Consult with health and safety employee representatives. The Health & Safety Executive has also published this helpful short guide to working safely during the coronavirus outbreak.

Many employers are preparing questionnaires to send to staff asking about their individual circumstances as a starting point for consulting with them about their return to the workplace.

9. Step nine – Train managers and staff

Make sure all workers understand Covid-19 health and safety protocols and procedures by providing clear and consistent guidance and training materials. Store managers especially will require rigorous training with respect to the measure to be adopted to protect staff as well as customers. 

Be mindful of the two metre social distancing rules if trying to deliver such training to the entire workforce. Online training might be the way to go.

10. Step ten – Focus on solutions to the difficult issues with other legal ramifications

Our list of these includes the following:

Staggered working hours

To relieve the pressure on public transport, particularly during rush hours, employers may wish to consider staggering working hours. Employers need to think carefully about how they implement such measures as a change to an employee’s working hours may be in breach of their employment contract. In addition, changes to working hours, depending on how they are implemented, may unfairly disadvantage certain groups, such as women, who often take on the role as carers for children or family members.

Arrangements for travelling to work

Public transport creates a problem in terms of spreading the virus, but it is also a key enabler in terms of people returning to work. The Government is keen to avoid overcrowding on trains and buses and has asked that those who can get to work without using public transport should do so. Employers may want to encourage employees, where possible, to drive or walk into the workplace or may consider promoting or implementing incentives such as the cycle to work scheme, which allows employees to benefit through a salary sacrifice arrangement to tax and National Insurance breaks (further guidance for employers on the cycle to work scheme is available here). Consultation with individual employees about how to travel to work will be important.

Younger workers returning first

This is not a measure recommended in the Government’s guidance, but many employers are considering whether younger employees should return first. Employers need to be mindful that some of the younger workforce may still be vulnerable to the virus because of underlying health conditions. Employers need to ensure they have considered individual circumstances before implementing a blanket age-based policy. A measure such as this is discriminatory treatment on the grounds of age, but it may be capable of objective justification by reference to medical data. However, we advise great caution here as the medical data is constantly changing. Absent guidance from the Government on dealing with at risk age categories, employers will need to be careful where they draw the line in terms of the age groups and be clear as to the medical evidence on which they place reliance.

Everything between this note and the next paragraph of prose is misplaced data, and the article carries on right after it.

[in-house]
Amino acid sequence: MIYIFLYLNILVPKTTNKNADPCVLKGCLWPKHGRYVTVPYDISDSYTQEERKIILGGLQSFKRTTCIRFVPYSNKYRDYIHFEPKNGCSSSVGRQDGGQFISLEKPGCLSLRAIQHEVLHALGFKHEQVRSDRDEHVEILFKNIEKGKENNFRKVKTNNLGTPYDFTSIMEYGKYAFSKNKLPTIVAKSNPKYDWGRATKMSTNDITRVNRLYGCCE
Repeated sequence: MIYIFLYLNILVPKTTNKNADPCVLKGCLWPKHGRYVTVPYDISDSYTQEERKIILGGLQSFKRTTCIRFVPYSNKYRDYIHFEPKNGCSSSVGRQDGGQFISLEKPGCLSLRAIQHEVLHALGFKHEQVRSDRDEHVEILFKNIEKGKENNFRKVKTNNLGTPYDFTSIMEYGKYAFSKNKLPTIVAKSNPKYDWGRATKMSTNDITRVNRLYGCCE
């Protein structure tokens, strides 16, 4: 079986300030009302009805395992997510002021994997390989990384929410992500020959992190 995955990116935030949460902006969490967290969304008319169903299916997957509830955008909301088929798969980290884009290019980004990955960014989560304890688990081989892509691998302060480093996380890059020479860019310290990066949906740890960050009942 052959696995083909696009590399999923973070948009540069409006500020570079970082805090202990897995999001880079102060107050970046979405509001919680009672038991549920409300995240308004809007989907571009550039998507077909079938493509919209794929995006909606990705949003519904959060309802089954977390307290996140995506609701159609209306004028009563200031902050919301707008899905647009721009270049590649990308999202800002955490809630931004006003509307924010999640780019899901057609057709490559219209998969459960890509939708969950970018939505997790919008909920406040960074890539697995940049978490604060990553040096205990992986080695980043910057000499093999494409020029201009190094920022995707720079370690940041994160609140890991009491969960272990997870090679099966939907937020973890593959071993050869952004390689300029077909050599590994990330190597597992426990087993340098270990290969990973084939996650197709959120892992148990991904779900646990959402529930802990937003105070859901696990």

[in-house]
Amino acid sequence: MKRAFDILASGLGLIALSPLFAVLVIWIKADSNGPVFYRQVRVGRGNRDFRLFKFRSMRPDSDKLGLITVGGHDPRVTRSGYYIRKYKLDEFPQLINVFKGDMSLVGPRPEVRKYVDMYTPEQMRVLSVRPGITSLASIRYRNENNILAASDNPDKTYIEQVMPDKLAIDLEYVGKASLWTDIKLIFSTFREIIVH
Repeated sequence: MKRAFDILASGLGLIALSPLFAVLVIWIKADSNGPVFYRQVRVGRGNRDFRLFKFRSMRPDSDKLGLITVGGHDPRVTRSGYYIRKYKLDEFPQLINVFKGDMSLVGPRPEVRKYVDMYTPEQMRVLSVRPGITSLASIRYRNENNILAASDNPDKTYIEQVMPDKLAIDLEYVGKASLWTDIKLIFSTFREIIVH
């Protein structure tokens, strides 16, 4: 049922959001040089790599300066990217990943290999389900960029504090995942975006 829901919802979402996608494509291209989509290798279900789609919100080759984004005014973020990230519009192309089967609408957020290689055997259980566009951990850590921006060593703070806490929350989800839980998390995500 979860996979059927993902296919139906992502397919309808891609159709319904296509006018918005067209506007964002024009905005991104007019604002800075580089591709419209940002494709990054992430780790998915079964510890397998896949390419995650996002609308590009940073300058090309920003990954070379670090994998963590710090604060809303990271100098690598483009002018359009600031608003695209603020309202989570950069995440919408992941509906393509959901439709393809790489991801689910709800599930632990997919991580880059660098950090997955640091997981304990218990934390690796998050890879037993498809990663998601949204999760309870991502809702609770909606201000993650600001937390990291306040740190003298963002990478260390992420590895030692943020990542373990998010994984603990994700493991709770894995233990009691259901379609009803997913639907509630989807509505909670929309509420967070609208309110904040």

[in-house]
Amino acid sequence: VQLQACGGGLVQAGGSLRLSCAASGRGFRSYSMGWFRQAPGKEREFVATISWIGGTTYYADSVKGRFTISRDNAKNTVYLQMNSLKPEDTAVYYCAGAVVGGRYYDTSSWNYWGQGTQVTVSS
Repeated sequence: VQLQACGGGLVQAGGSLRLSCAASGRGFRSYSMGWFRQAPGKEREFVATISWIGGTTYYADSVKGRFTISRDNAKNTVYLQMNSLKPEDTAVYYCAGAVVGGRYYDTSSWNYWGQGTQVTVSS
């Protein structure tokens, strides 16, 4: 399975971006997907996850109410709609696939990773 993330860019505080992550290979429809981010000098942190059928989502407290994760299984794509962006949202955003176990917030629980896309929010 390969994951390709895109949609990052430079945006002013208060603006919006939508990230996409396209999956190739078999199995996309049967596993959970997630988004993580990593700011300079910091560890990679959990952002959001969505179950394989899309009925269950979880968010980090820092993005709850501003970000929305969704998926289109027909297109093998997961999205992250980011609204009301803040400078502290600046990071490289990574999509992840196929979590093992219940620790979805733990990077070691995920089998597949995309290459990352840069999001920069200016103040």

PPE equipment & social distancing

With PPE still in limited supply, employers will need to think carefully about how much PPE they will be able to readily access and how much PPE will be required as their workers return to the workplace. The Government’s guidance notes that workplaces should not be encouraging the precautionary use of extra PPE and that PPE can be extremely limited in providing additional protection. Despite this, if following a risk assessment, it is shown that PPE is required for the employee to work safely then employers are required to provide PPE free of charge to all workers who need it.

Employers should strongly encourage two metre social distancing at all times in the workplace. Where this cannot be managed, face covering is highly encouraged to minimise the risk of transmission, but it should be acknowledged that this may only have a marginal effect.

Rotating staff with some at home and some in the workplace

One approach an employer may wish to consider is the rotation of employees between the workplace and home. This not only limits the number of employees in stores, warehouses or in the office at any one time but also means a smaller proportion of the workforce are exposed to the virus, either in the workplace or during their commute. This might be a good way of easing the workforce back to their respective workplaces.

Contact us

If you have any questions about these issues in relation to your own organisation and wish to discuss instructing us to help you, please contact a member of the Fox Williams team directly.

This guide was prepared by  Jane Mann, partner, Angharad Birch, associate, Ed Livingstone, associate, Jessica Ambrose, associate, and Anjali Aravindhan, trainee solicitor.